jl: the music was considered to be extremely complex. lots of 11's, 15's, 17's, 19's etc, all against each other - which in real terms would have been impossible to play. it was a really difficult few days, i remember. we were rehearsed in abbey road and did the recordings down in some tv studios in twickenham and a young conductor called kent nagano was brought in as he had a fantastic reputation in california for coping with modern music and had worked with zappa in california! he, of course, went on to a permanent relationship with us becoming our associate guest conductor for many years (in the 90's) and became the halle's principal conductor. kent is a charming, laid back californian, who has amazing skills at sorting out difficult passages quickly and efficiently. he was remarkable.
aj: do you own a copy of the cd? what was the general consensus of the orchestra?
jl: i remember the orchestra being pleased with the end result but being absolutely exhausted! i do own a copy. he threw a champagne or drinks party at the end so he couldn't have been that unhappy!
aj: what do you remember about the concert? zappa seemed to think it was under-rehearsed^å
jl: no, it wasn't under rehearsed! there were 12 extra rehearsals before the
concert day running from jan 7-10, with a barbican concert on the 11th january.
i can't think of any other project that has had anywhere near that many
rehearsals! we then had 6 sessions in twickenham after all this so it was given
an extraordinary amount of time. you're right in saying that zappa had this
reputation of only accepting perfection! he was the most amazing man but had
incredibly high standards. he did say some strange things about everyone he
worked with, as i am sure you have discovered. you will hear the same from
everyone who worked with him - you never forget the time one spent with him. you
must remember that a lot of this was said by him after the event there was never
any hint of a suggestion it did not go well at the time.
[true - the liner notes to the volume released in 1984 thank the orchestra for their valiant efforts, whereas the notes for the one released in 1987 detail the trumpet story (see below) and a general change in attitude toward the sessions. zappa was fond of telling stories, and could be prone to 'elaborating' on reality, especially when the people involved weren't working with him anymore. also, checking back to the book, fz didn^òt mention under-rehearsal in that specific case, but does mention it generally in the problems of premiere performances.]
aj: zappa's version of this tale is that in the last session, the entire trumpet section left the studios for a pub across the street, and came back fifteen minutes late and a little worse for wear. thus, strictly genteel needed a multitude of edits to minimise their 'additions' to the score. there was no way of getting the orchestra to make up the time at the end of the session, so zappa was left with a less than perfect recording. any comments on this situation? for the record, david ocker didn't think the problem was too serious, and i think the strictly genteel on cd is a good performance.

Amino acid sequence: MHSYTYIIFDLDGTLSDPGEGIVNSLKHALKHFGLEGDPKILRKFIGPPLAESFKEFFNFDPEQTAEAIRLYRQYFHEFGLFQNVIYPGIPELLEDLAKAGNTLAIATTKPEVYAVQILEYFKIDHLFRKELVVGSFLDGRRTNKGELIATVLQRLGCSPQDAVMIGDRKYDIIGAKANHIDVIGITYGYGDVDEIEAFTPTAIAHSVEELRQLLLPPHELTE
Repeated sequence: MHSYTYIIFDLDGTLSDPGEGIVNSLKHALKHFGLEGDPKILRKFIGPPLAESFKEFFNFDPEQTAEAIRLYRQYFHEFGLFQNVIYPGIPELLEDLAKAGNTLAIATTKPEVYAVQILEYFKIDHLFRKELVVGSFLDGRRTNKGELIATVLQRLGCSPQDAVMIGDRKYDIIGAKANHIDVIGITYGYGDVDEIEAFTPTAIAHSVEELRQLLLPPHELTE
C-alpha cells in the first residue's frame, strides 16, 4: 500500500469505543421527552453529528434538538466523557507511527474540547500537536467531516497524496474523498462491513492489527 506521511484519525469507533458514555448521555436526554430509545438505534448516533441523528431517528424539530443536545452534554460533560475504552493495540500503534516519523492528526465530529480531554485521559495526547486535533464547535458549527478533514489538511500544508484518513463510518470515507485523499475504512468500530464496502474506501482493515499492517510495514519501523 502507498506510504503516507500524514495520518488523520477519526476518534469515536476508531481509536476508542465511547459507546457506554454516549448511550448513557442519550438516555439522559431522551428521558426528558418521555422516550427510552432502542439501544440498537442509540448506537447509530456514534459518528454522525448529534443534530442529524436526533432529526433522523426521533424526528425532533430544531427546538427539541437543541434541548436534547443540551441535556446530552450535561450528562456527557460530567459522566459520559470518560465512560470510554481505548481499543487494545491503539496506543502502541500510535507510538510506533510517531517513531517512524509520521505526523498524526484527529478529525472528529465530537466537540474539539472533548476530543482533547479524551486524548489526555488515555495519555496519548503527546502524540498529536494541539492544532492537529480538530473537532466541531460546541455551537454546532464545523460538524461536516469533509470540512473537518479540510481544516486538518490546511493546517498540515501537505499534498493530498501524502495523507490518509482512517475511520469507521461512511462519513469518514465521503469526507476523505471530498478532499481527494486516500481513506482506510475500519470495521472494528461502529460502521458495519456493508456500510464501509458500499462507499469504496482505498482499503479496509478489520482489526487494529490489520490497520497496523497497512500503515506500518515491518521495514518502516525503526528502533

jl: the trumpet story was not true. if it was he would hardly have provided
drink after the last sessions. the lso is a self-governing orchestra and i can
assure that a board takes swift action if any one ever does the sort of thing
you're referring to. i have never known, in 33 years in the profession, of
players making additions in recordings! we weren't short of time - he'd
rehearsed it, performed it, and recorded it. the last session was only recording
some bits again to get a better version.
[this was my fault - by 'additions' i was trying to find a nice way of saying 'mistakes'. i didn't mean that the musicians were adapting their own parts - hell, there's enough composers in the world already^å]
aj: did you talk to zappa yourself? any personal recollections?
jl: i do remember that i talked to zappa but no recollections of him as a person i'm afraid.
aj: was the recording technique really so unorthodox, eg each instrument with its own microphone, plastic domes with pzm mics etc?
jl: no memories of the recording techniques i'm afraid.
aj: how did zappa's musicians (ed mann, chad wackerman and david ocker) fit into the lso camp? did they get involved, or was it a case of 'the stars are here, so move over'?
jl: the 'stars' as you say were perfectly happy to mix with us. we're all well used to mixing in the profession! you find that these players are just as much in awe of playing with one of the world's top orchestras as we are in having the chance to meet top pop artists. there is always a good atmosphere at such events.
john is still a working member of the lso, and seems to enjoy it immensely.
zappa discography / filmography: